3. Jock S. Trap 28 Mar 2011, 1:41pm

            Having personally experienced Religious bigotry, on many occasions sticking up for Religions it has to be said I have ended up fed up with them amount of times I have been told I shouldn’t be. I also have religious friends so do know some do support but even then many of them it’s a case of ‘well love the sinner, not the sin’.

            Not many when it comes down to the nitty gritty believe we are as natural as everyone else and to be honest you can only be told so many times I don’t matter, I should exist, I should have put down at birth, thats what I would have done if it was my child and various other comments, equally as horrible, before you become so happy to just wash your hand of such nasty hypocrites. Not all no but a good portion.

          4. Jock S. Trap 28 Mar 2011, 1:42pm

            Lets face it they’ve spent a large number of centuries getting exactly what they want at whatever cost, so feel they can hardly now play victim no the tides turning. Thought I don’t see the LGBT burning them at the stake, or other delightful ways to get their own way. Oh and yes I know times have changed but they continue to say that when many of their own attitudes haven’t changed one bit.

        2. @Jock S Trap

          Having experienced some similar comments to those you mention I do entirely empathize. Our experiences are not identical – no two peoples experiences are – but we share some similar experiences … I also detest many of the ignorance within a significant number of faith groups. The homophobia can not be justified.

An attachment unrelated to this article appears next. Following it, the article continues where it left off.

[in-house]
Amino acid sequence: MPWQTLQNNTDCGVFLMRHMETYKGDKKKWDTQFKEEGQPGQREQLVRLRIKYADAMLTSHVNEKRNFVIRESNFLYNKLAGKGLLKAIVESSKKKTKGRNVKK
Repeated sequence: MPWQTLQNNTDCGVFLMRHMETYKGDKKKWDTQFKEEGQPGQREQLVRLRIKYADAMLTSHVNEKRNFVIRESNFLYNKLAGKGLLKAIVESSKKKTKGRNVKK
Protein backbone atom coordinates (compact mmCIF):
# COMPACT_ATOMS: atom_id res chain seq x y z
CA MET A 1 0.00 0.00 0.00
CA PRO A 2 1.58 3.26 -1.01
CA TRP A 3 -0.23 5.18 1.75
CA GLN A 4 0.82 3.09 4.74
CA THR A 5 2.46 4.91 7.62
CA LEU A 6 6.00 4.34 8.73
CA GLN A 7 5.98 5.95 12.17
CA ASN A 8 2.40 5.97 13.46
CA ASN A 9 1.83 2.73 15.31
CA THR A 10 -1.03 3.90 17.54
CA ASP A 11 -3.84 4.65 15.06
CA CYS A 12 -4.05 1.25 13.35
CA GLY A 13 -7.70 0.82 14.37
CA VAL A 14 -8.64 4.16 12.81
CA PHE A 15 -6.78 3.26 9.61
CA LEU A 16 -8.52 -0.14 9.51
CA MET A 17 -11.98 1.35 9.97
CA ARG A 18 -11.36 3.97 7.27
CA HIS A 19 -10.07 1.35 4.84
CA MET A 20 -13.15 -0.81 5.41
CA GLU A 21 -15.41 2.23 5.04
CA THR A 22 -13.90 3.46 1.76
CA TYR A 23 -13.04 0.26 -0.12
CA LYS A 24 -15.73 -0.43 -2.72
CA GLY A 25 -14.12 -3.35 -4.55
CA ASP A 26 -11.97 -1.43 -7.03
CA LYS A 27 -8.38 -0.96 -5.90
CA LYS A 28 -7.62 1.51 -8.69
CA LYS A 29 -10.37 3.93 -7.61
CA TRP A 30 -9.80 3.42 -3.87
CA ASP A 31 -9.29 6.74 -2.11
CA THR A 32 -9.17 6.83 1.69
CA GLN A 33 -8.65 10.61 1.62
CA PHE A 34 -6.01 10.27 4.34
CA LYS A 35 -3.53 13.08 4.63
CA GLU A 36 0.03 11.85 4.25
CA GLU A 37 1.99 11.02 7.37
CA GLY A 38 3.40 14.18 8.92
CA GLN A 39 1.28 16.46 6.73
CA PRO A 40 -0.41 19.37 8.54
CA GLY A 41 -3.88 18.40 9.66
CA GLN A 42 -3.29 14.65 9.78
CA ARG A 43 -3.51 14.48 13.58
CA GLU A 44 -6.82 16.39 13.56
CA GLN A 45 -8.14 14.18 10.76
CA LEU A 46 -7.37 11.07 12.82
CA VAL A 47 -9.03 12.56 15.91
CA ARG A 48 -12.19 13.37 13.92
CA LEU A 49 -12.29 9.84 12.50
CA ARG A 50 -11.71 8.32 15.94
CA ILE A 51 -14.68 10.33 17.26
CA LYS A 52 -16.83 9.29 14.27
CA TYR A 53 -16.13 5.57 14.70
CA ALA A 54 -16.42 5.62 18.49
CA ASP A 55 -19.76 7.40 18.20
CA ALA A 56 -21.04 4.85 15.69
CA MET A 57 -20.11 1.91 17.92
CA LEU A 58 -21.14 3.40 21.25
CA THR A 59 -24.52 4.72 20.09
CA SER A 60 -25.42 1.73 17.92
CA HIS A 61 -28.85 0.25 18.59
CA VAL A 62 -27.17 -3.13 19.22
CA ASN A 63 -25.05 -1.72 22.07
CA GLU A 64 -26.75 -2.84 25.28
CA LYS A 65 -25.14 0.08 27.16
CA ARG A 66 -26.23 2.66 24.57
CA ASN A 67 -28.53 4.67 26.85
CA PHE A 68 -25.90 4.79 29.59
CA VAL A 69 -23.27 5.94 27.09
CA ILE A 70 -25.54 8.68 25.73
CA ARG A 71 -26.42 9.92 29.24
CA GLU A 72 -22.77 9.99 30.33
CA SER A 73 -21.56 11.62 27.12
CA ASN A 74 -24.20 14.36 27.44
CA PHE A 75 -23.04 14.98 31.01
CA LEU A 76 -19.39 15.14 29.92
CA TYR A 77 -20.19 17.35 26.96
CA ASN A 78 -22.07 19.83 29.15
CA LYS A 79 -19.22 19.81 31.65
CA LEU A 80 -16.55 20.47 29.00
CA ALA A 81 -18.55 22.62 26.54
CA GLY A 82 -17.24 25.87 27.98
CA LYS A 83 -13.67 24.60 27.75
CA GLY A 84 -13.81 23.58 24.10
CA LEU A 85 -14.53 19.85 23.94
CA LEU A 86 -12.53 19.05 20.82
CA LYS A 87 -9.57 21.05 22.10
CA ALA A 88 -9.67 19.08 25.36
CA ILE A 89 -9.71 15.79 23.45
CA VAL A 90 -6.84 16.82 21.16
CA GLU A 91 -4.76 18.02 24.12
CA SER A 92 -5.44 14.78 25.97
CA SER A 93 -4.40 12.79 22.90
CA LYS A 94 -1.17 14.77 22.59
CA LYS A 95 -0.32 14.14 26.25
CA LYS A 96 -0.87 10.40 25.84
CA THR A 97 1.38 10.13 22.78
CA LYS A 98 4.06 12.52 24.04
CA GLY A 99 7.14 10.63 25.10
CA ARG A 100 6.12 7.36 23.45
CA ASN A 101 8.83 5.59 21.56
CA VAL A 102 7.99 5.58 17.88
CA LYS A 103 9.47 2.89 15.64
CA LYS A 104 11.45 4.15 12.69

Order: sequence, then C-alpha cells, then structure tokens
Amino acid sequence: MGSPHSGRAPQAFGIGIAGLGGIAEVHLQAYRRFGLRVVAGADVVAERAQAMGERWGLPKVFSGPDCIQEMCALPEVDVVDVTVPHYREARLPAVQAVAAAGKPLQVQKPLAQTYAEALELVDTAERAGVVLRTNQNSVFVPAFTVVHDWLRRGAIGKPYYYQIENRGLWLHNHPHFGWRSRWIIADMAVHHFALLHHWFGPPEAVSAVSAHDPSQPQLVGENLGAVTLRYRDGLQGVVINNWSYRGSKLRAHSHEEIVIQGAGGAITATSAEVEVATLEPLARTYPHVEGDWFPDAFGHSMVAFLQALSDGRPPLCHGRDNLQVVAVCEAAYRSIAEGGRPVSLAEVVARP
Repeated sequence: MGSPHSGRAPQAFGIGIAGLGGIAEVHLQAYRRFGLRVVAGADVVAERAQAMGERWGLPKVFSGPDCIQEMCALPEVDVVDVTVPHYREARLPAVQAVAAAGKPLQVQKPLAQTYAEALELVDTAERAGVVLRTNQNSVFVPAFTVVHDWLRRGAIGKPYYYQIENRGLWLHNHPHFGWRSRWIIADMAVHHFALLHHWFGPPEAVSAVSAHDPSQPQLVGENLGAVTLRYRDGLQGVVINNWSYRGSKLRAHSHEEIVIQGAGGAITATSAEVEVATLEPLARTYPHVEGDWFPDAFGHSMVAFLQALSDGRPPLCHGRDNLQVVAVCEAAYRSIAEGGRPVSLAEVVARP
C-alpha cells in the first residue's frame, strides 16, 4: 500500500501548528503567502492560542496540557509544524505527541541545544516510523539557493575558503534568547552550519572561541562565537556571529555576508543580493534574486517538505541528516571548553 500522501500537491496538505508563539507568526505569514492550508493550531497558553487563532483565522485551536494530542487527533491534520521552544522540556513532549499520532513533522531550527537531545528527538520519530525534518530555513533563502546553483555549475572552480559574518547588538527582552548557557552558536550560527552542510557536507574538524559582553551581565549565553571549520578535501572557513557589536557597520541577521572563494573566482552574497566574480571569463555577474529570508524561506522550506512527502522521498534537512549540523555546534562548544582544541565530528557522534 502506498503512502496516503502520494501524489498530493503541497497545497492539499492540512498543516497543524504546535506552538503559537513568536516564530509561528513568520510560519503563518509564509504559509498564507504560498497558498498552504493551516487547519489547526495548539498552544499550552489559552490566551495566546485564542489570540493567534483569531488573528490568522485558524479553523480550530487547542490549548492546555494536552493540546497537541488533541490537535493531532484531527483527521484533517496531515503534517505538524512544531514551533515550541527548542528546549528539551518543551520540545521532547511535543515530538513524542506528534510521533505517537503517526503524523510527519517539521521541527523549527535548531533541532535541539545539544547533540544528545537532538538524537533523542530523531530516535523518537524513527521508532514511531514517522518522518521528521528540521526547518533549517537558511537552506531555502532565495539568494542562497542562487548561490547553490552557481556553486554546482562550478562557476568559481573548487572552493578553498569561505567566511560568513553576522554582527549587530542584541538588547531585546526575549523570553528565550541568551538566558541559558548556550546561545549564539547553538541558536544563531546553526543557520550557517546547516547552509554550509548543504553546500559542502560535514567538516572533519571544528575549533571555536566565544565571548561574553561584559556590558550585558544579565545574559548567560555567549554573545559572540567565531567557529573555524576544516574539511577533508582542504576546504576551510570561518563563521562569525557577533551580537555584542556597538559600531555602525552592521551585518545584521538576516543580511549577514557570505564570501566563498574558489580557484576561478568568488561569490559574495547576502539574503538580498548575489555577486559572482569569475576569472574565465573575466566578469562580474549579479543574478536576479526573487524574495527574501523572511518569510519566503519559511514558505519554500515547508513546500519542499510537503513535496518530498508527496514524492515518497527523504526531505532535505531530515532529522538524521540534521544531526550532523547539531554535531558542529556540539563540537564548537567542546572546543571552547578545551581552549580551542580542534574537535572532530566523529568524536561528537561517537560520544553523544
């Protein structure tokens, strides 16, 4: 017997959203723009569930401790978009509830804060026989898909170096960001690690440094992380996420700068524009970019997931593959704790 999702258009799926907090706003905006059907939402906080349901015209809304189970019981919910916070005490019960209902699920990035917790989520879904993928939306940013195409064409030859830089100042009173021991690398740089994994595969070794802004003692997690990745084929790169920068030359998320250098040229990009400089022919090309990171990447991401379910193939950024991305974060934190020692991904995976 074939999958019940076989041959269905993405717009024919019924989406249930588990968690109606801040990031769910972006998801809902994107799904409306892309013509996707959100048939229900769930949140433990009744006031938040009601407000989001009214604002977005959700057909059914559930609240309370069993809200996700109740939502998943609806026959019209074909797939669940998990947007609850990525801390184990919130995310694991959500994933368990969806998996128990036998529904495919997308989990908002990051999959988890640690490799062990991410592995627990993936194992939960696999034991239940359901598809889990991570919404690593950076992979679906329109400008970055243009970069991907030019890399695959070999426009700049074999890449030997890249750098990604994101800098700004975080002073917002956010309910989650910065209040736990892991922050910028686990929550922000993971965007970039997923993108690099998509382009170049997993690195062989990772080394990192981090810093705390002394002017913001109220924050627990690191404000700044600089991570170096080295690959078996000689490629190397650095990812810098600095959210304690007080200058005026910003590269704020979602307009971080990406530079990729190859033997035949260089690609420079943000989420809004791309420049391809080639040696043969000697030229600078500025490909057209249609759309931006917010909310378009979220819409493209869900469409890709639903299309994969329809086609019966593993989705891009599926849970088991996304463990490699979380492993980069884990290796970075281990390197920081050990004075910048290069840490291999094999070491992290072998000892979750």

I hope I haven’t come across as saying you should not have the feelings that you do. That comes (at least in part) from the experiences that make you, you. I always respect peoples experiences – and I respect that you also recognise that not all people of faith are bigoted.

          I do think that we lump all faiths up in one stereotype of a group very often. Equally some people of faiths are bigoted and undeservedly condemn gay people purely because of how they were made. I think stereotyping is wrong (but if there is a spectrum of ethics on this it is less wrong that bigotry).

          Your “They have been … for centuries” comment is fair in one respect but …

          1. … for the fact it lumps all people of faith whenever they have existed into one group – I would hope as LGBT people we could be more sophisticated than that (;-)) There are current members of faith groups who do genuinely believe that gay people are as normal as people who are straight.

            I will say that the passe argument of many within faith groups of “hate the sin, love the sinner” is fatuous. It is a cruel philosophy that condemns people either to judgement for behaving in line with the way they were made or to not being able to behave in line with the way they were made. Either way is callous and the passe comment whilst on initial inspection is warm and fluffy and nice – it really does not bear out closer inspection.

  30. Dan Filson 27 Mar 2011, 5:45pm

    Before I comment, I am going to read the report. Unusual, I know.

    1. Unusual indeed Dan lol

      I will read the report too – dont think that my not having accessed the report and read it in full prevents me from having a view on the basics of schools developing a culture which is supportive of equality and condemns homophobia in all its forms.